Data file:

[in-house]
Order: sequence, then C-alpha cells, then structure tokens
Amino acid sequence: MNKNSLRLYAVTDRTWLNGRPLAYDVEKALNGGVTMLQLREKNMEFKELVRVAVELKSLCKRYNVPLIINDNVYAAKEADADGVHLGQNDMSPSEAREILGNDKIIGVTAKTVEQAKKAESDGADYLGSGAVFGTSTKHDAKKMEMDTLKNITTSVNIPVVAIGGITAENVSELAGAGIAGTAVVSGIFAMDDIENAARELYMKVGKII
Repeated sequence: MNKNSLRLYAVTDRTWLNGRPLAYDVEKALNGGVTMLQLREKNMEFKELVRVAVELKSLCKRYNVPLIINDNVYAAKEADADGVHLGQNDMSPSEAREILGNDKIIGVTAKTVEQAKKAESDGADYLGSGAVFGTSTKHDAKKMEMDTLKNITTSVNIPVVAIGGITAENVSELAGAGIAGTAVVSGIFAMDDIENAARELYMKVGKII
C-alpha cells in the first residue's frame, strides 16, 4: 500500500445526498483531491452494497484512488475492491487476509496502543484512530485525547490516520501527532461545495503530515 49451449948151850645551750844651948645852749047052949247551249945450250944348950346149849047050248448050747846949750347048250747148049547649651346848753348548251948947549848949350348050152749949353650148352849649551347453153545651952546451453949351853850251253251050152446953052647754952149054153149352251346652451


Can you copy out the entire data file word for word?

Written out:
[in-house]
Order: sequence, then C-alpha cells, then structure tokens
Amino acid sequence: MNKNSLRLYAVTDRTWLNGRPLAYDVEKALNGGVTMLQLREKNMEFKELVRVAVELKSLCKRYNVPLIINDNVYAAKEADADGVHLGQNDMSPSEAREILGNDKIIGVTAKTVEQAKKAESDGADYLGSGAVFGTSTKHDAKKMEMDTLKNITTSVNIPVVAIGGITAENVSELAGAGIAGTAVVSGIFAMDDIENAARELYMKVGKII
Repeated sequence: MNKNSLRLYAVTDRTWLNGRPLAYDVEKALNGGVTMLQLREKNMEFKELVRVAVELKSLCKRYNVPLIINDNVYAAKEADADGVHLGQNDMSPSEAREILGNDKIIGVTAKTVEQAKKAESDGADYLGSGAVFGTSTKHDAKKMEMDTLKNITTSVNIPVVAIGGITAENVSELAGAGIAGTAVVSGIFAMDDIENAARELYMKVGKII
C-alpha cells in the first residue's frame, strides 16, 4: 500500500445526498483531491452494497484512488475492491487476509496502543484512530485525547490516520501527532461545495503530515 49451449948151850645551750844651948645852749047052949247551249945450250944348950346149849047050248448050747846949750347048250747148049547649651346848753348548251948947549848949350348050152749949353650148352849649551347453153545651952546451453949351853850251253251050152446953052647754952149054153149352251346652451